How you can help:

  • Visit the page set up via Wikia Pakistan to learn more about the grassroots relief effort
  • Organize drives to collect blankets, warm clothes, and money for tents to send to the affected areas
  • Contact an Edhi Foundation center in your area to learn how you can donate your time/money for the relief efforts
  • Islamic Relief is now accepting donations for relief efforts on their website, [thanks, Five Rupees].

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UPDATE [10/31]: The AP reported, “Doctors said Friday they were running out of drugs and artificial limbs for victims of the earthquake in southwestern Pakistan amid fears that the death toll would climb beyond 300.”

UPDATE [10/30 1100 EST]: Pakistani soldiers handed out tents, blankets, and sleeping bags to earthquake survivors on Thursday, as news agencies reported the death toll rose to 215.

UPDATE [1100 EST]: The AFP is reporting thatΒ  the death toll has now risen to at least 170. According to GEO News, “The death toll could rise as rescue workers move into more remote villages. Hundreds of others had been injured in the tremor and perhaps 15,000 left homeless and in need of help.”

On Wednesday, a 6.4-magnitude earthquake in Balochistan [southwest Pakistan] killed at least 150 people, and left thousands homeless. While many media outlets quoted 150 casualties, AAJ Television and Dawn both reported that the death toll has risen to 160, with many “believed to be buried under rubble.” The news outlets reported that about about 20 aftershocks followed the earthquake, rattling “the survivors.” AAJ quoted a resume workers in Wam, “one of the worst-hit villages where authorities were using excavators to dig mass graves,” who said, “The village has been flattened. You can’t see a house still standing. There’s destruction everywhere.” [Images from BBC News, above]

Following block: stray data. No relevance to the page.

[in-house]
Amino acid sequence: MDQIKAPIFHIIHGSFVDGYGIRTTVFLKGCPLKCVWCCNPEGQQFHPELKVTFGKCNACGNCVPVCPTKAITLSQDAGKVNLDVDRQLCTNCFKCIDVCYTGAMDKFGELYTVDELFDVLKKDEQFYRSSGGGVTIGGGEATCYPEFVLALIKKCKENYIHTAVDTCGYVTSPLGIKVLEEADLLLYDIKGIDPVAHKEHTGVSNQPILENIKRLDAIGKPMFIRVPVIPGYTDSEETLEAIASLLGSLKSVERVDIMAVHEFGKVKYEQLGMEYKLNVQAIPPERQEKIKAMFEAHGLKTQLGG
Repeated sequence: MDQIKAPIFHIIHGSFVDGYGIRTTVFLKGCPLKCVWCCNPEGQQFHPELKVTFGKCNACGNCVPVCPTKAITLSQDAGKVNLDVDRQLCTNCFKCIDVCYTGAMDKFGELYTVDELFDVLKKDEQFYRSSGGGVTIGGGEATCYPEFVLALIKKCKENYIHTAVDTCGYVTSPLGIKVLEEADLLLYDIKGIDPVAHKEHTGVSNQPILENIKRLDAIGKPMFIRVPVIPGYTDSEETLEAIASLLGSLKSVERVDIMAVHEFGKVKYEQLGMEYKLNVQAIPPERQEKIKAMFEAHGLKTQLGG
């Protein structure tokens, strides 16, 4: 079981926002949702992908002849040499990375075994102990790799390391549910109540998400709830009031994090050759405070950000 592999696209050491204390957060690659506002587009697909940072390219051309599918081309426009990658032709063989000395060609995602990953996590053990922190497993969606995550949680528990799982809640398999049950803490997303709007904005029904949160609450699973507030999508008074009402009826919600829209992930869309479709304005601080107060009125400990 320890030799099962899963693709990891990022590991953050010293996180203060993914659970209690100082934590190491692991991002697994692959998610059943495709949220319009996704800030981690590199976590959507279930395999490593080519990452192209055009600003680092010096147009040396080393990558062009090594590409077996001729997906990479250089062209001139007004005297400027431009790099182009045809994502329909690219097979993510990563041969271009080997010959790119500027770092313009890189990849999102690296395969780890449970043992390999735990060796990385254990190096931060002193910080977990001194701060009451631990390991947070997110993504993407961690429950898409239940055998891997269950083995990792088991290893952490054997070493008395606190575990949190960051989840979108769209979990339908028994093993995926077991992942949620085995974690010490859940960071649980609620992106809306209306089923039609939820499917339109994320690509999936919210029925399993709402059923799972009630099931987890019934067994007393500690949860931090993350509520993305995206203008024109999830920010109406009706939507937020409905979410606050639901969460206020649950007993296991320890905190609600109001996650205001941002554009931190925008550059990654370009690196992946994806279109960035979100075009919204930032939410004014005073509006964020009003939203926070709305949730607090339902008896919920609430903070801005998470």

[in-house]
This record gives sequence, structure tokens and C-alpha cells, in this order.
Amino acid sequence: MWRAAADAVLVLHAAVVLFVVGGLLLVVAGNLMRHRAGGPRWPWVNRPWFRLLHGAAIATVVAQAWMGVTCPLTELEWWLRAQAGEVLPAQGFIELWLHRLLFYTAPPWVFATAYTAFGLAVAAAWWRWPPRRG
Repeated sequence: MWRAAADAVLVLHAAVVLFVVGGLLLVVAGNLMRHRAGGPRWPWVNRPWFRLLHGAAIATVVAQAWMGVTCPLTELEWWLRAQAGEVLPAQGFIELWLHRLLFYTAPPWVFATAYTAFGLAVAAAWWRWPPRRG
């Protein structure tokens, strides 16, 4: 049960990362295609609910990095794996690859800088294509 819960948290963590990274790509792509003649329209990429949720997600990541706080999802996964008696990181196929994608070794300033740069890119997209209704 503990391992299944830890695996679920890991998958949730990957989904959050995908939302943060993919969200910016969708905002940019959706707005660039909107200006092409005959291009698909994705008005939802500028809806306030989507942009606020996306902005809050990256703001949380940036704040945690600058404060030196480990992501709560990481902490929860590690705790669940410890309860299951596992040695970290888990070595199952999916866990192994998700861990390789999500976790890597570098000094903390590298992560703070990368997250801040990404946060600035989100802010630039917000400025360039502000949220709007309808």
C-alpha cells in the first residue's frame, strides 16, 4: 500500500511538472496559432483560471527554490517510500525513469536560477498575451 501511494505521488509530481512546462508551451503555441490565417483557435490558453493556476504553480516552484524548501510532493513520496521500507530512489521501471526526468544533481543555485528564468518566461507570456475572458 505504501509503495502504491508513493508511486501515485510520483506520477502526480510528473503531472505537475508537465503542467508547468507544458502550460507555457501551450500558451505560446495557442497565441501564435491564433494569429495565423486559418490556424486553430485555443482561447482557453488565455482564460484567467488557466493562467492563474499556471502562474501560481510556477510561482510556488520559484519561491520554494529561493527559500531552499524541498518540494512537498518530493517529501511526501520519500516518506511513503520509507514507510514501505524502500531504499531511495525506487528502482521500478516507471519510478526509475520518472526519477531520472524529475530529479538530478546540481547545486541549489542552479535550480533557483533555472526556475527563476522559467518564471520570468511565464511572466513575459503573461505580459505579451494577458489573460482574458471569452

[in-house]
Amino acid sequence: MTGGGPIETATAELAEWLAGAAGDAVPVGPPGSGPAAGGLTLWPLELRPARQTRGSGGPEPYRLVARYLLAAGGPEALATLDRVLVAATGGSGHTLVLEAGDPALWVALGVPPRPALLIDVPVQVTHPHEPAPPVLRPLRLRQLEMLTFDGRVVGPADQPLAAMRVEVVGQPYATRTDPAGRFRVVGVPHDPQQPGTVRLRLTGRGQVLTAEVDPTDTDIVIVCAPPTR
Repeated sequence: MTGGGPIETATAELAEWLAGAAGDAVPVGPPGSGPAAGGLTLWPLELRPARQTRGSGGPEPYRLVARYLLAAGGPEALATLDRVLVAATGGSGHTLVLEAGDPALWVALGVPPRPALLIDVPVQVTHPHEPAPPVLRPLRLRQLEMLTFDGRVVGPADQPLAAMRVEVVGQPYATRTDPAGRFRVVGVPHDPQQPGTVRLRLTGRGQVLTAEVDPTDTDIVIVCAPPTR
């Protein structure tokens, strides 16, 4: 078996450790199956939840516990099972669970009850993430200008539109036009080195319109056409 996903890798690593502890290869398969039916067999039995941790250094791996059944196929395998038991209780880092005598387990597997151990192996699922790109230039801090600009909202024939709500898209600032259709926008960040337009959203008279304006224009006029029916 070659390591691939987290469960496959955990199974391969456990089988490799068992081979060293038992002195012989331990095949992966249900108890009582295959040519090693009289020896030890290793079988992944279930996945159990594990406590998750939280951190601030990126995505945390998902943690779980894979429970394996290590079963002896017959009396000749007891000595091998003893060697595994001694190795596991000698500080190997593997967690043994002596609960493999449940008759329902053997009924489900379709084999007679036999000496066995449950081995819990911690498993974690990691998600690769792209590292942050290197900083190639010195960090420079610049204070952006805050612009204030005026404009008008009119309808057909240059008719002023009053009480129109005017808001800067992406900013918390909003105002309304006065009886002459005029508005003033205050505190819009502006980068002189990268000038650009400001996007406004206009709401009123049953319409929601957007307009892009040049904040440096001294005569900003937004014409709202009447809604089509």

Updated newswires reported that a second earthquake occurred in the same area later in the day. According to USA Today, “The initial quake obliterated hundreds of fragile mud-and-timber homes, officials said. There were no immediate reports of casualties in the second quake, which was felt in the city of Quetta and nearby regions of both Pakistan and Afghanistan.”

According to CNN, “Ten hours after the quake, the rescue operations continued with the Pakistani army sending helicopters to ferry in blankets and relief supplies and airlift the scores of wounded.” Dawn cited Minister for Revenue and Rehabilitation Zamaruk Khan, who said “the government was preparing to provide food, shelter and medical care to survivors of the quake.” BBC News reported that the worst-hit area appeared to be Ziarat, about 50km north of Quetta, where hundreds of mostly mud and timber houses had been destroyed in five villages. Dawn quoted Ziarat district chief Dilawar Khan, who said, “Hundreds of mud houses have collapsed. We are using whatever resources we have to help the people and have asked for help from the provincial government.” [Image from Dawn]

Media outlets report that this is the deadliest earthquake since the massive earthquake that hit the Kashmir region in 2005. CHUP will continue to provide updates as they occur.